The role of momentum factor on an investment portfolio formation

The fundamental issue of an investor is to find the best possible portfolio given her/his constraints. In order for an investor to build such portfolio, she/he has to predict the risk and the return of the its assets. The work on risk measurement is generally associated to the portfolio optimization techniques over the covariance matrix.
The question of prediction derives from the early work that tests the efficient market hypothesis [1-2] and the finding that some variables have forecasting ability. In order to reconcile these findings, behavioral finance became prominent and tries to link abnormal returns to psychological bias. Behavioral finance has attempted to explain why some strategies are able to be systematically profitable and at the same time this line of research has generated an enormous list of what has been termed stock factors [3]. The identification of such factors has been put to practical use as risk factors in order to help covariance matrix estimation and optimization and today it is a large industry.
Here we propose an alternative method to those based on the correlation ma-trix. Recently, it was found that risk adjusted performance of a time series momen-tum strategy appears to present two phases [4]. The first phase is mainly driven by autocorrelation while the second phase is driven by the drift. By following [4] we ex-tend the work from one stocks to a portfolio and we show how understand the mo-mentum strategy performance in terms of autocorrelation, drift and cross time lag cor-relation.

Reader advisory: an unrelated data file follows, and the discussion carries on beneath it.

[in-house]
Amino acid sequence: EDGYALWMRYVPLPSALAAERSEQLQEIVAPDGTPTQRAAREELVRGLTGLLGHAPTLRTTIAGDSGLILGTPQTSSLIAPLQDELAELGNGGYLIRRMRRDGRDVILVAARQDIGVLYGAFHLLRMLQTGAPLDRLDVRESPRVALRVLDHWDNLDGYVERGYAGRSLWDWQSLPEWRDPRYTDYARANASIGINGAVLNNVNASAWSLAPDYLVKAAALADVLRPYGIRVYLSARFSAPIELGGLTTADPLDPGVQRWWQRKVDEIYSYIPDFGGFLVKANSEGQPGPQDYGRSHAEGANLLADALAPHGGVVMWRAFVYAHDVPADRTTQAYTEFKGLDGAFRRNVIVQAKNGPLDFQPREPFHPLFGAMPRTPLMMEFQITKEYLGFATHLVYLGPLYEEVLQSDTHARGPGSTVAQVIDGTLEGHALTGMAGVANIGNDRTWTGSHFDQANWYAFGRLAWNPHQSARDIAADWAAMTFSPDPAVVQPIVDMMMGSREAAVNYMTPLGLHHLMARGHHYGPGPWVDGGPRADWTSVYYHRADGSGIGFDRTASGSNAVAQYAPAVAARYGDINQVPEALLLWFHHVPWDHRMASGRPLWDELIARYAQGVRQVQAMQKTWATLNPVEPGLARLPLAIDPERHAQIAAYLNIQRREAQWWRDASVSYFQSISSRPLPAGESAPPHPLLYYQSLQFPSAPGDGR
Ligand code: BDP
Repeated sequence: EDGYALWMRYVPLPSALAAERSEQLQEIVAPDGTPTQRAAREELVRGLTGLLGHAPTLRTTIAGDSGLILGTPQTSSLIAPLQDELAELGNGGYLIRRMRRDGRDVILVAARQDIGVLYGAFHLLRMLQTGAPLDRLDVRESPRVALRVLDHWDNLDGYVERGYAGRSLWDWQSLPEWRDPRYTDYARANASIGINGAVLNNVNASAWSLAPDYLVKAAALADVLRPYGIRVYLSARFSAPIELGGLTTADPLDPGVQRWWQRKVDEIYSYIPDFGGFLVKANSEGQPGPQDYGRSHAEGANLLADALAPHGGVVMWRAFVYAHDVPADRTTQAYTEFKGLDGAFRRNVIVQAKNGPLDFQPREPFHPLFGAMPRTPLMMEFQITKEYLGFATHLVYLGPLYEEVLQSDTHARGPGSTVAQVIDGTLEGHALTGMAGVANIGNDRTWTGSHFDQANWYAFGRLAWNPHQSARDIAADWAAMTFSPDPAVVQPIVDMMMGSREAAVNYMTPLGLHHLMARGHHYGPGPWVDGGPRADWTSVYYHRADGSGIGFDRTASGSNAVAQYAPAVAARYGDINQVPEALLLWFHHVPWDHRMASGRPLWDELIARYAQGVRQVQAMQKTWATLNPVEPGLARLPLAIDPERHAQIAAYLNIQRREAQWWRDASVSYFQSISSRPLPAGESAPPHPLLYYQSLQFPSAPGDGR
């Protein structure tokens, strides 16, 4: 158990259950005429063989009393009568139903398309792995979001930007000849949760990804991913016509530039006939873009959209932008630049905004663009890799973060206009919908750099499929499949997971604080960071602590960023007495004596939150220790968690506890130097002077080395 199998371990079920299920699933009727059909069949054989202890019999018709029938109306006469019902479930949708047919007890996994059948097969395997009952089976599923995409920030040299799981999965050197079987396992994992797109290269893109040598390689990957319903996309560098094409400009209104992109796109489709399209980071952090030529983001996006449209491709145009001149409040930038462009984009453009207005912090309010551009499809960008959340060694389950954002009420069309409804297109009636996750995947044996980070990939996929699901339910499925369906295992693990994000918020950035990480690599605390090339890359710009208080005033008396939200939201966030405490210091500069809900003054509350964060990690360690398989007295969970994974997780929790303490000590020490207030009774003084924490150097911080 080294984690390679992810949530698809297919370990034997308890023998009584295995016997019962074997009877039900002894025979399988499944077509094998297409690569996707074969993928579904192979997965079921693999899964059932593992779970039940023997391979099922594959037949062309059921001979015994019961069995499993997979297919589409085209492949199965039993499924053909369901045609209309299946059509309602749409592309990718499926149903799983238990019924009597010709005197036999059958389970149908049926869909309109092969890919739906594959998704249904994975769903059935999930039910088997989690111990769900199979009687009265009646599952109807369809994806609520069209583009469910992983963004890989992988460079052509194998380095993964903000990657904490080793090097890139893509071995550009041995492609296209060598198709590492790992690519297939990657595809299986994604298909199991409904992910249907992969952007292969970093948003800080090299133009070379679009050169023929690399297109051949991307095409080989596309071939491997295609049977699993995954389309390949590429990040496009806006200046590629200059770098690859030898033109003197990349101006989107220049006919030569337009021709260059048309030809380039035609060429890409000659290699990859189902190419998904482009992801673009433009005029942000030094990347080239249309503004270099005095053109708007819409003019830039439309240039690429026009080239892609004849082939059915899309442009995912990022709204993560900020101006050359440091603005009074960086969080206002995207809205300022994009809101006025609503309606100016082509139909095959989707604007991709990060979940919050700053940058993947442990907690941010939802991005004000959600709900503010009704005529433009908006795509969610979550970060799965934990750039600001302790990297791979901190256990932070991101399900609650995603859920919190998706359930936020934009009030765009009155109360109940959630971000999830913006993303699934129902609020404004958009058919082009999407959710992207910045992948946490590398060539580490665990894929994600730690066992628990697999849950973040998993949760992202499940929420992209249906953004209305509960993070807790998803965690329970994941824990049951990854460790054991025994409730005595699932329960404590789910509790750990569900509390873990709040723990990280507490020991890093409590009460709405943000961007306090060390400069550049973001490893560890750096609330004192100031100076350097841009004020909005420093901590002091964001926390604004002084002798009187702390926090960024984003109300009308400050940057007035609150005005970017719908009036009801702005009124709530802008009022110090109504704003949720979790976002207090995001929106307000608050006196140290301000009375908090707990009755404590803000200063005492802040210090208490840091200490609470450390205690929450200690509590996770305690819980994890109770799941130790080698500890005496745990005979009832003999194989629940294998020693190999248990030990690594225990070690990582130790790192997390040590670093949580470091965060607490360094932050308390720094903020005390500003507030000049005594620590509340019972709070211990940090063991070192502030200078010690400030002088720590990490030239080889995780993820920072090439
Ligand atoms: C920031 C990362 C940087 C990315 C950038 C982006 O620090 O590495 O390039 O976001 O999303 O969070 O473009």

First we use as a benchmark the patterns we get from artificial data generated from random matrices [5]. After that we use real data and we compare both to present our findings. One interesting aspect here is that in present approach the random matrix can be asymmetric, which admit complex eigenvalues. Portfolio also may involve different market sector which lead to a network formation where nodes are stocks and the links are associated to the strength of the cross correlation connecting those assets.
Finally, to apply this methodology or technique we study data set before and after marked crashes. Here we focused on the momentum factor. The methodology presented here may be extended to analyze other factors or to study nonlinear momentum factor model.

Authors: 
Fernando Ferreira, Antonio Christian Silva and Antonio Fernando Crepaldi
Room: 
6
Date: 
Monday, September 24, 2018 - 12:00 to 12:15

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